Take Action: Join us in writing the NETA, OPB, and PBS to thank them for this new step in highlighting the health and taste benefits of plant-based eating. Let’s encourage them to expand their broadcast of this show, and promote other vegetarian-themed cooking programs in the future.

Gayle Loeber
Programming and Information
National Educational Telecommunication Association
PO Box 50008
Columbia, SC 29250
Email: gloeber@netaonline.org

Lynne Clendenin
Vice President of Programming
Oregon Public Broadcasting
7140 SW Macadam Avenue
Portland, OR 97219
Email: radiovp@opb.org

Mary Gardner
Director of TV Programming
Oregon Public Broadcasting
7140 SW Macadam Avenue
Portland, OR 97219
Email: tv@opb.org

John Wilson
Senior Vice President and Chief TV Programming Executive
Public Broadcasting Service
2100 Crystal Drive
Arlington, VA 22202

Sources:
Public Broadcasting Service
Oregon Live

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Don’t Wait For A Ban – Stop Buying Animal-Tested Cosmetics Today

albino rabbitsNational bans on animal testing for cosmetics are gaining momentum. The European Union, Norway, Israel, and India have all passed national legislation to inhibit animal testing in the creation of cosmetics. In recent years, some legislators have even made attempts to phase out animal testing for cosmetics in the United States. These are undoubtedly promising developments in the global animal welfare movement. However, enactment of legislation to limit or prohibit testing on animals for cosmetics and other products in the U.S. may be years away. In the meantime, countless rabbits, beagles, guinea pigs, rats, mice, and other animals are languishing in laboratories around the country. Americans must support legislation to stop these nightmarish and unnecessary tests, but everyone living in the United States can stop purchasing animal-tested cosmetics and personal care products now. Rejecting personal care products sold by companies that still use animal testing conveys to those companies that now is the time to end animal testing.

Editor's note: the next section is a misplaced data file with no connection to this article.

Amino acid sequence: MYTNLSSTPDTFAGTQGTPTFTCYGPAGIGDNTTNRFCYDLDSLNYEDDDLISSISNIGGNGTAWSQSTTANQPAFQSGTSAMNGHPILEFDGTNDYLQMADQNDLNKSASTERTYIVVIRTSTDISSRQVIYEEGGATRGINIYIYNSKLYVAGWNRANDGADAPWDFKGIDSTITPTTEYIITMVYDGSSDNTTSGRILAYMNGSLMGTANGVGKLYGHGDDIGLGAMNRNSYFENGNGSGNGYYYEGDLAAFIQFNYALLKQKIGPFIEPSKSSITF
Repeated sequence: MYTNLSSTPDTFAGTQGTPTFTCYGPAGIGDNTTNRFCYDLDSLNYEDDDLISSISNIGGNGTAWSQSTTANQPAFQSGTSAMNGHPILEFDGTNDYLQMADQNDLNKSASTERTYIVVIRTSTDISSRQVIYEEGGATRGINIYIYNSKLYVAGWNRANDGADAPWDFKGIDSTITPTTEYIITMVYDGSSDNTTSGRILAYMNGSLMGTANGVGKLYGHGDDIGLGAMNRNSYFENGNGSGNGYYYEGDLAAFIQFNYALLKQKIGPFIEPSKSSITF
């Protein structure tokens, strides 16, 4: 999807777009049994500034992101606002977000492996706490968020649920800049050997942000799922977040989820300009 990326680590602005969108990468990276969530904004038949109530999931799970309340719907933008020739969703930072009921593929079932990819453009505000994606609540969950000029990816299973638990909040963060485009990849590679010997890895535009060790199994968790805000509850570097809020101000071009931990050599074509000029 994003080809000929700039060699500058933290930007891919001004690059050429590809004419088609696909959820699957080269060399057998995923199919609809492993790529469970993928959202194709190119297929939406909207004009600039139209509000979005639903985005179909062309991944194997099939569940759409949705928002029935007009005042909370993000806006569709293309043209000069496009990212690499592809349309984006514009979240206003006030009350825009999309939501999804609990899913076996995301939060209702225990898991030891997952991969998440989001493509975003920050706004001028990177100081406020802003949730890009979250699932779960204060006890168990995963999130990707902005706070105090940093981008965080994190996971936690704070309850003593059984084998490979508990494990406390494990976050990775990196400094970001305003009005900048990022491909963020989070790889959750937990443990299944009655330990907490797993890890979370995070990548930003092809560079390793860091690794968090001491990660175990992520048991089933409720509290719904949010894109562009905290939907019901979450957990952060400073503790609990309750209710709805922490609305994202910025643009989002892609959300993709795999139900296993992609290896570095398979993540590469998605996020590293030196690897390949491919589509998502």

As consumers, finding products that satisfy our preferences, budgets, and consumer ethics can seem like a daunting task. Even the most conscientious consumers may have only a vague understanding of how business, science, and law intersect in regard to animal testing. To add to the confusion, some companies attempt to attract consumers with a “cruelty-free” label without actually abiding by cruelty-free guidelines.

Fortunately, there are resources that make cruelty-free shopping enjoyable and accessible. Thousands of safe and high-quality products are available through companies that don’t test on animals. There are at least three ways consumers can support these companies: